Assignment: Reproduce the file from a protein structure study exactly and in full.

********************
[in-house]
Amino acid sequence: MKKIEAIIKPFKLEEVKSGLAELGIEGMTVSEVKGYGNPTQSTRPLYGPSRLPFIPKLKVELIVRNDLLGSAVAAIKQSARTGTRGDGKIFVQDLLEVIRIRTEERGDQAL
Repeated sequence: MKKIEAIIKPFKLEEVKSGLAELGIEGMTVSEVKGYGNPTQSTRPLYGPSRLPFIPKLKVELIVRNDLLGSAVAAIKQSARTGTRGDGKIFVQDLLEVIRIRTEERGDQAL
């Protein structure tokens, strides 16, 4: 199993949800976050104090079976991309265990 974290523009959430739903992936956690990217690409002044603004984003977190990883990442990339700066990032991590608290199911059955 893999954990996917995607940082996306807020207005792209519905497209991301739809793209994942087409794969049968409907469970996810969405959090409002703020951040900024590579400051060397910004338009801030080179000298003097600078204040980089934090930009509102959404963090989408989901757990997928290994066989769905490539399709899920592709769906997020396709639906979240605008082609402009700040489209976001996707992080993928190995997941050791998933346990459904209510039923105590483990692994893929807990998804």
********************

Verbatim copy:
[in-house]
Amino acid sequence: MKKIEAIIKPFKLEEVKSGLAELGIEGMTVSEVKGYGNPTQSTRPLYGPSRLPFIPKLKVELIVRNDLLGSAVAAIKQSARTGTRGDGKIFVQDLLEVIRIRTEERGDQAL
Repeated sequence: MKKIEAIIKPFKLEEVKSGLAELGIEGMTVSEVKGYGNPTQSTRPLYGPSRLPFIPKLKVELIVRNDLLGSAVAAIKQSARTGTRGDGKIFVQDLLEVIRIRTEERGDQAL
């Protein structure tokens, strides 16, 4: 199993949800976050104090079976991309265990 974290523009959430739903992936956690990217690409002044603004984003977190990883990442990339700066990032991590608290199911059955 893999954990996917995607940082996306807020207005792209519905497209991301739809793209994942087409794969049968409907469970996810969405959090409002703020951040900024590579400051060397910004338009801030080179000298003097600078204040980089934090930009509102959404963090989408989901757990997928290994066989769905490539399709899920592709769906997020396709639906979240605008082609402009700040489209976001996707992080993928190995997941050791998933346990459904209510039923105590483990692994893929807990998804």